Fourteen studies16 17 46 49 52 54 56 58–61 63–65 (n=3363) reported 36 longitudinal associations between maturity and sporting injuries (online supplementary appendix table 4). There was no consistent pattern of association; 5 studies16 17 49 56 65 reported 5 associations indicating higher injury rates/severity with later maturity/early pubertal timing, 11 studies17 46 54 56 58–61 63–65 reported 26 associations indicating no relationship, and 4 studies52 56 63 64 reported 5 associations indicating higher injury rates/severity with early maturity/late pubertal timing.

Two studies55 59 (n=265) reported four longitudinal associations between growth and sporting injuries (online supplementary appendix table 4). There was no consistent pattern of association; one study55 reported two associations indicating higher football injury rates with growth spurt, and one study59 reported two associations indicating no relationship between handball injury rate and growth spurt.

Three studies48 50 62 (n=772) reported five cross-sectional and one retrospective association between biological maturity and sporting injuries (athletic, gymnastic and organised physical activity injuries) (online supplementary appendix table 4). There was no consistent pattern of association; one study reported three associations indicating higher organised physical activity injury rates with early maturity, two studies50 62 found no association between biological maturity and sporting injury (gymnastics and athletics) frequency, and one study48 reported one association indicating higher organised physical activity injury rates with earlier maturity offset timing.

Ballet injuries

A total of four associations (three longitudinal, one retrospective) from two studies47 53 evaluated relationships between adolescent development and ballet injuries (online supplementary appendix table 4). Both studies (n=334) found no association between adolescent development and ballet injury rate.

Stress fracture

Two studies51 57 (n=12 292) reported two longitudinal associations between maturity (maturity timing) and stress fracture injuries (online supplementary appendix table 4). One study57 reported no relationship, and the other51 reported higher injury rates with late pubertal timing.

Associations between biological maturity or growth, and fracture

A total of 23 associations (3 longitudinal, 20 retrospective) from 9 studies66–74 evaluated relationships between adolescent development and fracture. All associations evaluated aspects of maturity (13 status, 10 timing) and fracture.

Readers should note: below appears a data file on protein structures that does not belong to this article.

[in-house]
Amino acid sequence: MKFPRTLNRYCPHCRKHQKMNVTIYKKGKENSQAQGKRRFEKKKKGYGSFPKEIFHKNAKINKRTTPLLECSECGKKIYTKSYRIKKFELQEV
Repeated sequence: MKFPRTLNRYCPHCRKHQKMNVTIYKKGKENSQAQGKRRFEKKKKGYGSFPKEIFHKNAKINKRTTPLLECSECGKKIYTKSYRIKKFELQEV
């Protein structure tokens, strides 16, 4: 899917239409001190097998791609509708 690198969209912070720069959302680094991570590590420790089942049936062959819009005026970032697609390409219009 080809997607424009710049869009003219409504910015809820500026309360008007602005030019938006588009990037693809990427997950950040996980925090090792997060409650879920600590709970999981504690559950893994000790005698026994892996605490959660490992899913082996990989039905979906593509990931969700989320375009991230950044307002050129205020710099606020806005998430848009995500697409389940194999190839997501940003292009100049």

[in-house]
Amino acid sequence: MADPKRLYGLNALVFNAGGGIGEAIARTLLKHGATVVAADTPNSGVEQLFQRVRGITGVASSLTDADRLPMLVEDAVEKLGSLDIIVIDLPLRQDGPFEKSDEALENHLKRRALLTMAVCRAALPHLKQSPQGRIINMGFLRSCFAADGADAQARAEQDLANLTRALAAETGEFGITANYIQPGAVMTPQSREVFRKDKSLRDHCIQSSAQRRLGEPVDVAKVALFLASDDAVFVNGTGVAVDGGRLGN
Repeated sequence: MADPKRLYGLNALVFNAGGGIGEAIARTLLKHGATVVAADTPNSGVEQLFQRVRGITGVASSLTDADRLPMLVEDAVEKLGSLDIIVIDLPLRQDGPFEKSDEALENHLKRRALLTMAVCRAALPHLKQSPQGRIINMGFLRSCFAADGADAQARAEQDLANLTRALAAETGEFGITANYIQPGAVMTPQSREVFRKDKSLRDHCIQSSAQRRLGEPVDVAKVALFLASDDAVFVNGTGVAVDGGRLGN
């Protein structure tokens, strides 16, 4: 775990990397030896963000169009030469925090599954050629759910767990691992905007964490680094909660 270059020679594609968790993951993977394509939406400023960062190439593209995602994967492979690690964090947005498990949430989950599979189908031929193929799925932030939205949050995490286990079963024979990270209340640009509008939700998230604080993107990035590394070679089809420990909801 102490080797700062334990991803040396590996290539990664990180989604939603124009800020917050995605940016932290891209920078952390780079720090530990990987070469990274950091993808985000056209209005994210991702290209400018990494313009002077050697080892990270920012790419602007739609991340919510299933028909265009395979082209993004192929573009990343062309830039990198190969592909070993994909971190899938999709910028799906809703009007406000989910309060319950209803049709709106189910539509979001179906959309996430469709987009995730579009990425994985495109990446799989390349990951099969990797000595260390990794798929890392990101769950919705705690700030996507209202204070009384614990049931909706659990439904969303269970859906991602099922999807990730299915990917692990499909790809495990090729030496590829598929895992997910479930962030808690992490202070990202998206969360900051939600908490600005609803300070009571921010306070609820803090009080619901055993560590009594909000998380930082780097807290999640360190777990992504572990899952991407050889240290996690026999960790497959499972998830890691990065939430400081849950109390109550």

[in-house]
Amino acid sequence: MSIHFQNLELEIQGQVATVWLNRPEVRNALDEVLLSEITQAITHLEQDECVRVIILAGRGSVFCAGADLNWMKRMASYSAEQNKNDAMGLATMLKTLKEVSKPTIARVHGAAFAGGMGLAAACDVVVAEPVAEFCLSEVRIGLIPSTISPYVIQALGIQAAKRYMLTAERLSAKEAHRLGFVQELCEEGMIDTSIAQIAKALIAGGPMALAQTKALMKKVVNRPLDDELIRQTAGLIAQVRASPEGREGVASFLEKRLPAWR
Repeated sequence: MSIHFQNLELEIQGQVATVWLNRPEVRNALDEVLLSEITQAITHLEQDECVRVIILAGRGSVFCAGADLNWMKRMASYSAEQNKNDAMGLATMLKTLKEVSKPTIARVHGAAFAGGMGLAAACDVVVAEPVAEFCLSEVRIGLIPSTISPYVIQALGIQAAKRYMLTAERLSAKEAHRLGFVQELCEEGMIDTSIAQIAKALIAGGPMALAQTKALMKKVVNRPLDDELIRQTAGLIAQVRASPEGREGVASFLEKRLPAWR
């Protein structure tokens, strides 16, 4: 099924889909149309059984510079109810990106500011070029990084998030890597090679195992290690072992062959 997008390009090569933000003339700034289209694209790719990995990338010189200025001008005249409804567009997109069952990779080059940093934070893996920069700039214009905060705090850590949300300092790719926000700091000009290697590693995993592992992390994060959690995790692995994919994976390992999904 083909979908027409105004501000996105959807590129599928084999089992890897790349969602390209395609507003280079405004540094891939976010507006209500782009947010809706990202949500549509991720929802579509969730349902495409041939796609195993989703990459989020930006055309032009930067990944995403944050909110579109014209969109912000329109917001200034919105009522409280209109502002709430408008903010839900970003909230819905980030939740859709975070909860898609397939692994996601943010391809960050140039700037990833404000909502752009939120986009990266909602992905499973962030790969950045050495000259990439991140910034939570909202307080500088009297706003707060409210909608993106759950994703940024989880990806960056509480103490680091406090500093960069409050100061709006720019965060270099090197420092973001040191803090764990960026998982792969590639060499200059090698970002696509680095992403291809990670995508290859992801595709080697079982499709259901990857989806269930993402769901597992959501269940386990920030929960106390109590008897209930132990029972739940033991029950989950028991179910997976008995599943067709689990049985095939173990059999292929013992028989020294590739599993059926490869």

Two studies72 74 (n=1654) reported three longitudinal associations between maturity and fracture (online supplementary appendix table 4). There was no consistent pattern of association; one study74 found advanced maturation (both Tanner stage and bone age) was associated with a higher incidence of fracture, and one study72 found no association between age at PHV and fracture.

Seven studies66–71 73 (n=4042) reported 20 retrospective associations between biological maturity and fracture (online supplementary appendix table 4). There were no consistent patterns of association.

Summary of associations

A total of 208 associations were identified. Table 2 provides an overall summary of the associations between biological maturity, growth and MSK conditions.

Table 2

Associations between maturity, growth and musculoskeletal conditions

Discussion

Despite being a commonly held theory, there is little published empirical evidence that biological maturity and growth in adolescence are associated with MSK conditions. While 56 articles were identified in our searches, there remain knowledge gaps for common conditions. The data that are available provide limited evidence due to high risk of bias in prospective studies and the inherent limitations in studying risk in cross-sectional studies.

A strength of this review was the comprehensive evaluation of both biological maturation and growth as risk factors for specific types of MSK pain, injury and fracture. We separated specific exposures and types of conditions (ie, between factors and effects) to appropriately evaluate studies that propose causality. The ability to conclusively answer our question was constrained by limitations in included studies; these included poor reporting quality, high loss to follow-up, lack of clarity regarding the number of participants providing aetiological and outcome measures, and variable analytical methods.